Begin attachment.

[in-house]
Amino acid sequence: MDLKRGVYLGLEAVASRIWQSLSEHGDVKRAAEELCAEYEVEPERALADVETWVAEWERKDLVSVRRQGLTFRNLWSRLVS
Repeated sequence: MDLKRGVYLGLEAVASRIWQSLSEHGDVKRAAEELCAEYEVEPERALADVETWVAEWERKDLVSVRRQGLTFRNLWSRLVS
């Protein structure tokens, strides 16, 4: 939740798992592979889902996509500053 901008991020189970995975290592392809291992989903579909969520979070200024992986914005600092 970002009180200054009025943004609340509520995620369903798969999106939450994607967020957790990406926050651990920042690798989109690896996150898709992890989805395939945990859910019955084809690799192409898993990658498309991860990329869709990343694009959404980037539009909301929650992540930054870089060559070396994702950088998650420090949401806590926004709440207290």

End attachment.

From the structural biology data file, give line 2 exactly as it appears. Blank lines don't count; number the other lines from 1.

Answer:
Amino acid sequence: MDLKRGVYLGLEAVASRIWQSLSEHGDVKRAAEELCAEYEVEPERALADVETWVAEWERKDLVSVRRQGLTFRNLWSRLVS